Depression in adults with epilepsy attending epilepsy clinic in tertiary care hospital: an observational study

Ruchit Jain, Rajkiran Salunkhe, Amit Chougule, Aditya Kalwaghe, Ansh Chaudhary, Bhupendra Chaudhary


Background: Epilepsy is a chronic neurological disorder characterized by recurrent unprovoked seizures. Depressive disorders are the most common psychiatric co-morbidity in patients with epilepsy. Early detection and treatment improve overall health related quality in these patients.

Methods: A prospective cross sectional observational study was conducted across 6 months (December 2018-May 2019) in a tertiary care hospital. The present study included 50 registered patients and various socio-demographic factors like age, sex, marital status, literacy, drug compliance and status of seizure control etc. were evaluated in regards to prevalence and severity of depression.

Results: Out of 50 patients, 27 patients (54%) showed signs of depression. Out of which 10 patients (20%) showed signs of mild depression, 6 patients (12%) showed signs of moderate depression, 7 patients (14%) showed signs of moderately severe depression whereas 4 patients (8%) showed signs of severe depression and there was a strong association of drug compliance, current epilepsy status and last seizure episode with various degree of depression.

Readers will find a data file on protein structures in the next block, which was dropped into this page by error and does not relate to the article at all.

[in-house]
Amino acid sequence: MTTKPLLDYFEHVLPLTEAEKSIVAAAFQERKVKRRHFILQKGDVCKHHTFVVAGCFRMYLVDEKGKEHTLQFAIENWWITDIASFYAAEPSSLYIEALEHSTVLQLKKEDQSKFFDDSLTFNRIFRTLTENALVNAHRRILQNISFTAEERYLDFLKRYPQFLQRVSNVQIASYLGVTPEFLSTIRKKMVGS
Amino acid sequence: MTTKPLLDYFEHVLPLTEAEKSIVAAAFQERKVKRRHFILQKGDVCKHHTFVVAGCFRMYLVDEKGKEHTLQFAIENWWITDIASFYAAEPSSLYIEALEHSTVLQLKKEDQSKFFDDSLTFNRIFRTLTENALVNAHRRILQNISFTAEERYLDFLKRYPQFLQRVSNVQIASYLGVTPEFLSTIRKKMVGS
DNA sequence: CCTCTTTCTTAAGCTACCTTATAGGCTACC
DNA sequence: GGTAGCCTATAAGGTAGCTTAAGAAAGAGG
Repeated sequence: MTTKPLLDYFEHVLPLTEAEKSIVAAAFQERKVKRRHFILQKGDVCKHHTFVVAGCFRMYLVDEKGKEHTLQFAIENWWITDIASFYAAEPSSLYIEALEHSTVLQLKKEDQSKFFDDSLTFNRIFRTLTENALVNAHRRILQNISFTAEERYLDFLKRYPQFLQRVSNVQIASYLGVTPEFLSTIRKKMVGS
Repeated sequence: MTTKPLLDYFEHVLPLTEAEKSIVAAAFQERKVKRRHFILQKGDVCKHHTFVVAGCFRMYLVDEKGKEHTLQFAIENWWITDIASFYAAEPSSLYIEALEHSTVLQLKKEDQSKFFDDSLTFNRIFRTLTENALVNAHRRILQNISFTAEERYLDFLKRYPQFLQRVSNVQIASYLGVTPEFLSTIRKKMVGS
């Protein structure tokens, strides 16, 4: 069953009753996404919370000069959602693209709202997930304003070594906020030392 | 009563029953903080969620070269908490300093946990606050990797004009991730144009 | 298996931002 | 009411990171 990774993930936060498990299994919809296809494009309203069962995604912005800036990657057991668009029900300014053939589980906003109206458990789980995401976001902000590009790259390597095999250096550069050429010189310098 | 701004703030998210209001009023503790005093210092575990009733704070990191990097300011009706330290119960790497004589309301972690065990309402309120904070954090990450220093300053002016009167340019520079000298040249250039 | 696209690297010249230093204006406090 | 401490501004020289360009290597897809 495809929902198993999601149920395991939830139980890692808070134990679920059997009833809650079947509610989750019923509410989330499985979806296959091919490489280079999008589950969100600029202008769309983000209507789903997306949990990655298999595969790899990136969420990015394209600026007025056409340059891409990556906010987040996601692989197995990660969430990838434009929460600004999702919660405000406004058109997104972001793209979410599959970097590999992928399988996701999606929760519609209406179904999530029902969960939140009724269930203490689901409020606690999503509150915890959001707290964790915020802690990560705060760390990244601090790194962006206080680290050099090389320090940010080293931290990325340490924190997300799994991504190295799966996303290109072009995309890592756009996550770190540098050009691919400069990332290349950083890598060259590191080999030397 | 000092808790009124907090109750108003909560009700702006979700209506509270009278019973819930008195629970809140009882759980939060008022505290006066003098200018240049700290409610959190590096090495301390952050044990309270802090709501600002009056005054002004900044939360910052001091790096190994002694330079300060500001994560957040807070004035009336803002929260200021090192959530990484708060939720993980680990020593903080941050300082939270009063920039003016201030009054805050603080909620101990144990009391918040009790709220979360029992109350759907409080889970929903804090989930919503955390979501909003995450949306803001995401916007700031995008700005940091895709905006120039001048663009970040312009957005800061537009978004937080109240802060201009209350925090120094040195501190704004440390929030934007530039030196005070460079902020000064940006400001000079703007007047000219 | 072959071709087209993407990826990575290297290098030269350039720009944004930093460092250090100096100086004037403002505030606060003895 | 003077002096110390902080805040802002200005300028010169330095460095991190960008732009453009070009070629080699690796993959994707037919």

Conclusions: Depression is an illness with a significant morbidity and mortality. Its association with epilepsy is very strong. Various factors contribute to depression which include compliance of drugs, last seizure episode, current status of epilepsy, etc. Unfortunately, depression among epileptics is very much under diagnosed and therefore untreated. A through psychiatric assessment should be done in these patients with epilepsy for depression and appropriate treatment should be instituted.


Epilepsy, Depression, Seizure, Adults, Drug compliance

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